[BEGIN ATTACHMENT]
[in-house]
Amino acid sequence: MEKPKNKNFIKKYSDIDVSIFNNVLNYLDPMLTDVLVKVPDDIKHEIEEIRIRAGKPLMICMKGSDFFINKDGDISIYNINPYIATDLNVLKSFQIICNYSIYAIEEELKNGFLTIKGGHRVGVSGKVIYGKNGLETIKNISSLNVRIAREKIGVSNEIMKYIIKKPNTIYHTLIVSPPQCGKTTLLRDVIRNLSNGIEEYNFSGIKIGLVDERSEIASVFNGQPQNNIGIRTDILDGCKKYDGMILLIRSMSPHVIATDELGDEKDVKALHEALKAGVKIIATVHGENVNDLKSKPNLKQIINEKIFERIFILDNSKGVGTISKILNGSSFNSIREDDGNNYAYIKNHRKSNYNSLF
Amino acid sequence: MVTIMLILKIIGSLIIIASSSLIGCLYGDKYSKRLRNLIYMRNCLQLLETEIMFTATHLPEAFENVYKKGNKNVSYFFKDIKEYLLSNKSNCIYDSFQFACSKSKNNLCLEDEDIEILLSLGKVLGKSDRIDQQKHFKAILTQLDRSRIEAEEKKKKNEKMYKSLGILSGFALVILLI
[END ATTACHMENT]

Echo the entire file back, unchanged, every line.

[in-house]
Amino acid sequence: MEKPKNKNFIKKYSDIDVSIFNNVLNYLDPMLTDVLVKVPDDIKHEIEEIRIRAGKPLMICMKGSDFFINKDGDISIYNINPYIATDLNVLKSFQIICNYSIYAIEEELKNGFLTIKGGHRVGVSGKVIYGKNGLETIKNISSLNVRIAREKIGVSNEIMKYIIKKPNTIYHTLIVSPPQCGKTTLLRDVIRNLSNGIEEYNFSGIKIGLVDERSEIASVFNGQPQNNIGIRTDILDGCKKYDGMILLIRSMSPHVIATDELGDEKDVKALHEALKAGVKIIATVHGENVNDLKSKPNLKQIINEKIFERIFILDNSKGVGTISKILNGSSFNSIREDDGNNYAYIKNHRKSNYNSLF
Amino acid sequence: MVTIMLILKIIGSLIIIASSSLIGCLYGDKYSKRLRNLIYMRNCLQLLETEIMFTATHLPEAFENVYKKGNKNVSYFFKDIKEYLLSNKSNCIYDSFQFACSKSKNNLCLEDEDIEILLSLGKVLGKSDRIDQQKHFKAILTQLDRSRIEAEEKKKKNEKMYKSLGILSGFALVILLI